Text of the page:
That project was a fully integrated TV set. According to Isaacson, Jobs “very much wanted to do for television sets what he had done for computers, music players, and phones: make them simple and elegant.”
Jobs even told Isaacson that he had “finally cracked it” - the ‘it’ being the elusive issue of an intuitive TV UI design that didn’t relay on perplexing many-buttoned remote controls.
Somewhere along the way, a Jobsless Apple lost its appetite for building a TV - probably thanks to the low-margin nature of the business and continued resistance to an all-in-one solution from the powerful TV studios.
Back in May, it was claimed that Apple had ditched its TV set plans some time last year. As anyone who uses a modern ‘smart’ TV will tell you, that’s a crying shame.
There were 12 long years in between the launch of the Game Boy and its proper successor, the Game Boy Advance. That’s pretty much two console generations.
Nintendo fans in the ’90s had to put up with successive incremental updates of the crusty old original GameBoy technology, which felt somewhat dated even at the time of its 1989 release.
But there was another, more definitive follow-up planned around the time it might have been expected. Around 1995, rumours of a Project Atlantis hit the specialist magazines (remember those?) of the time.
At GDC in 2009, Nintendo designer Masato Kuwahara confirmed that such a GameBoy successor did exist, but never escaped its prototype stage. The GameBoy follow-up was to mirror the portrait form factor of the GameBoy, but would have a much more powerful 32-bit ARM7 CPU.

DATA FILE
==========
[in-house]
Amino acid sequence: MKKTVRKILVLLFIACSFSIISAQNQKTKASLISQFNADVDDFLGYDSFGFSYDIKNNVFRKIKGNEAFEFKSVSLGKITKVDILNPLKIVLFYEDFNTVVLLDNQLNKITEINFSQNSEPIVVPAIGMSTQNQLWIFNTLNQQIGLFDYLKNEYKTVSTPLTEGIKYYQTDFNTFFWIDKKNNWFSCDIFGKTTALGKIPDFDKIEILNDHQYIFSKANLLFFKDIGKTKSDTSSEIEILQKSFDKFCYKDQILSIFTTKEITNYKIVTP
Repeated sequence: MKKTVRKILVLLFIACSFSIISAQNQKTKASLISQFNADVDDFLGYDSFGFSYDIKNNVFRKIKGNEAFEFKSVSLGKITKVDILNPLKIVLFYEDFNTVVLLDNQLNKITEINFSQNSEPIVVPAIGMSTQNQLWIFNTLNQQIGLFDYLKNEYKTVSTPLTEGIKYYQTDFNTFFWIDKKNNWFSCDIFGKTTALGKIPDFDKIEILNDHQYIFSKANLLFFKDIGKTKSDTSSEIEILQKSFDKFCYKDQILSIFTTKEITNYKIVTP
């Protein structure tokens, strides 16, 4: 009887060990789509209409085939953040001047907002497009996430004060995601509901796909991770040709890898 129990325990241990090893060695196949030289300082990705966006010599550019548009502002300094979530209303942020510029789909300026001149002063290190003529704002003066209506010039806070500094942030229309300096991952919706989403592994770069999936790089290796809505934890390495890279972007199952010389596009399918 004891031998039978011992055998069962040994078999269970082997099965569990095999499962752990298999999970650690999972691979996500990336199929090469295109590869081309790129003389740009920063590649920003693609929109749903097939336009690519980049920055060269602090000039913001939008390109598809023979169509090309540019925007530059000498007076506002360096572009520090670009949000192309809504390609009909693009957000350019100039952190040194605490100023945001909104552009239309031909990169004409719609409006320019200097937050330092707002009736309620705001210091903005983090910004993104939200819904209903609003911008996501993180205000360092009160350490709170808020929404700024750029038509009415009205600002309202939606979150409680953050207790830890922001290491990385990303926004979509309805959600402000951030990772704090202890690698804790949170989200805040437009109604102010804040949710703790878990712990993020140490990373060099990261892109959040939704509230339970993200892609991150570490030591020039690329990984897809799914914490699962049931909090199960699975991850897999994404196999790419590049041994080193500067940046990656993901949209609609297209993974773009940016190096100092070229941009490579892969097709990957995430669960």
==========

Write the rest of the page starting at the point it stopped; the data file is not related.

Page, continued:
The trouble was, Project Atlantis was HUGE. Images show a bloated caricature of the original GameBoy that stretched the definition of ‘handheld’ just as it would have stretched any pocket that could hold it.
It’s also been claimed that the Atlantis handheld’s graphics performance wasn’t quite up to scratch.
Whatever. Discerning gamers of a certain age (around 30) will always look back on that time and wonder what they might have been playing on the bus instead of Pokemon had Nintendo got its hardware act together.
HP Pre 3
The HP Pre 3 went one better than any other device on this list in that it did technically see release - though only in the UK (commercially at least), and it was essentially thrown on the scrap heap just a day after it hit shops in August 2011.
We’re still happy to label the HP Pre 3 a cancelled device that left a lingering sense of what might have been, though.
Built on the foundations of the Palm Pre and Palm Pre 2, which were hoovered up in the HP acquisition of 2010, the Pre 3’s real promise could be found in its software. All Pre handsets had at their heart webOS, a brilliantly ahead-of-its-time mobile OS that made a virtue of online connectivity, contact synergy, and card-based multitasking well before they became integral to Android and iOS.
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While Palm itself went the way of the dodo via its HP assimilation, webOS lives on in modern LG TVs - a sure sign of its potential, if hardly the glorious end some would have envisaged for it.
As for the HP Pre 3 itself, well, it was a decent BlackBerry-like slider with a (for the time) great 3.6-inch screen and solid build quality. It’s a phone that could have done really well under different conditions - and perhaps a year or two earlier.
It’s tempting to wonder what might have been if things had gone differently for Palm, and the Pre 3 had been properly supported rather than strangled at birth. Would the modern smartphone market now be a three horse race? We doubt it, but we can dream.